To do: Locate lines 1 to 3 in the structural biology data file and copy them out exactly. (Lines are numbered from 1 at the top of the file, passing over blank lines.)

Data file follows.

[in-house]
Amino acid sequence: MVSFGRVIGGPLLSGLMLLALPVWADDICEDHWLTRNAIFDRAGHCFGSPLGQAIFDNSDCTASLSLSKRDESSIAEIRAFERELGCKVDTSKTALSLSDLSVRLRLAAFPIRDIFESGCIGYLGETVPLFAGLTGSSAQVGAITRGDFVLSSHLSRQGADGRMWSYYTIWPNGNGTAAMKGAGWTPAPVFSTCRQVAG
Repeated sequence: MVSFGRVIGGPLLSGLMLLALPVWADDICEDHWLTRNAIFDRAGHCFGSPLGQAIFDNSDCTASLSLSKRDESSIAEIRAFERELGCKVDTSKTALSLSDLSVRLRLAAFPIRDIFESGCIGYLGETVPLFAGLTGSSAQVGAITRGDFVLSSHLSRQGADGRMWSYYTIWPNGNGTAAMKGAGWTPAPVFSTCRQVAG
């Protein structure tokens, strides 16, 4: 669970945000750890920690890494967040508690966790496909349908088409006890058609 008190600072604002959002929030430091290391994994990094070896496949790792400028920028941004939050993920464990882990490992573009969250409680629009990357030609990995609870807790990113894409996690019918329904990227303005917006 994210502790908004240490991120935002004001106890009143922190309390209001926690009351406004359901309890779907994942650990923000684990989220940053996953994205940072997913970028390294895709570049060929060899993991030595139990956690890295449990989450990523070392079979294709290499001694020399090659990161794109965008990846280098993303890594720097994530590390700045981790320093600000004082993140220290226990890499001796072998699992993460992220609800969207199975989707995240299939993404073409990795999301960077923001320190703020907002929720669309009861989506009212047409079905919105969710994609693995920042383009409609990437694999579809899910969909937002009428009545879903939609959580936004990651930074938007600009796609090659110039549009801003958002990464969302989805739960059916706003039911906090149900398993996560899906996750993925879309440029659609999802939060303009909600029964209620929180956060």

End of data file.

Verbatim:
[in-house]
Amino acid sequence: MVSFGRVIGGPLLSGLMLLALPVWADDICEDHWLTRNAIFDRAGHCFGSPLGQAIFDNSDCTASLSLSKRDESSIAEIRAFERELGCKVDTSKTALSLSDLSVRLRLAAFPIRDIFESGCIGYLGETVPLFAGLTGSSAQVGAITRGDFVLSSHLSRQGADGRMWSYYTIWPNGNGTAAMKGAGWTPAPVFSTCRQVAG
Repeated sequence: MVSFGRVIGGPLLSGLMLLALPVWADDICEDHWLTRNAIFDRAGHCFGSPLGQAIFDNSDCTASLSLSKRDESSIAEIRAFERELGCKVDTSKTALSLSDLSVRLRLAAFPIRDIFESGCIGYLGETVPLFAGLTGSSAQVGAITRGDFVLSSHLSRQGADGRMWSYYTIWPNGNGTAAMKGAGWTPAPVFSTCRQVAG